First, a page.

Does the direct targeting of civilians and non-combatants have any affect on the likelihood of success in civil war? While this tactic, known as categorical terrorism, constitutes severe war crimes, it is nonetheless employed by armed non-state actors in countless conflicts around the world. Using a series of eight models, this study seeks to understand the impact, if any, categorical terrorism has on the likelihood of success for armed non-state actors. Using a large-N analysis of every civil war that has taken place between 1970 and 2003, this study seeks to accomplish two objectives: to understand how categorical terrorism influences civil war outcomes and to provide information that will hopefully lead to proactive policy measures aimed at protecting civilians and non-combatants.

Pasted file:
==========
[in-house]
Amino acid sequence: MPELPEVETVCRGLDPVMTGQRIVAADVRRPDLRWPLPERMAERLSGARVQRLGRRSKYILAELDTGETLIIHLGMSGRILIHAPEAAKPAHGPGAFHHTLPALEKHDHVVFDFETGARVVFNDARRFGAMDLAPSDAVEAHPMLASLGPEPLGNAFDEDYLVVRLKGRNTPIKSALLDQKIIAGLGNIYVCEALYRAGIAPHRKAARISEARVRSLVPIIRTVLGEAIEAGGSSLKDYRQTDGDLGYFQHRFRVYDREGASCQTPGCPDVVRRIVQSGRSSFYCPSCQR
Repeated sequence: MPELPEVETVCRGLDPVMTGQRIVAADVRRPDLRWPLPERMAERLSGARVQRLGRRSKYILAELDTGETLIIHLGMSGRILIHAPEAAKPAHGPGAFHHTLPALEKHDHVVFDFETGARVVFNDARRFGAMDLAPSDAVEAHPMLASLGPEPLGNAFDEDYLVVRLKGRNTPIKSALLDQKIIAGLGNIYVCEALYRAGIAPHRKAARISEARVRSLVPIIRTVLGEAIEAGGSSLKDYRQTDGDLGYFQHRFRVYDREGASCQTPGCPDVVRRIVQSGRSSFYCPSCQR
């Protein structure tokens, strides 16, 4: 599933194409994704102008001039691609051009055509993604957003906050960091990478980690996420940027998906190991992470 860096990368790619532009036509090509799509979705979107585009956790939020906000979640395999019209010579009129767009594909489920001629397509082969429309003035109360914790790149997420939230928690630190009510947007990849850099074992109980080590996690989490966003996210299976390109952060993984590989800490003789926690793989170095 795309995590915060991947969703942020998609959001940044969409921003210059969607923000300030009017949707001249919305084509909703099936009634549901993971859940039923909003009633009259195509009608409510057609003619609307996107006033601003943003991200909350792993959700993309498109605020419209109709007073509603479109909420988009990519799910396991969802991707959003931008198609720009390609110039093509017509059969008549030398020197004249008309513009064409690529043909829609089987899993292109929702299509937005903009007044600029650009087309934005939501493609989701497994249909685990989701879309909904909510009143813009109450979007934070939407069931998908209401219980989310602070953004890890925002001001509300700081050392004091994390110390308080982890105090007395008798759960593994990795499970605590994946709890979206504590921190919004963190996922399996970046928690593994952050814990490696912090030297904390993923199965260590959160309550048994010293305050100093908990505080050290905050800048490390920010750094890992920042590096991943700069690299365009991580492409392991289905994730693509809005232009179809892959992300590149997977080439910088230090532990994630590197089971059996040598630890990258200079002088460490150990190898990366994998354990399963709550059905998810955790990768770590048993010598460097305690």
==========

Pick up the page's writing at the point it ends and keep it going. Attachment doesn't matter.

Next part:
Leiby, Michele

Second Advisor

N’Diaye, Boubacar


International Relations


International Relations | Social and Behavioral Sciences

Publication Date


Degree Granted

Bachelor of Arts

Document Type

Senior Independent Study Thesis



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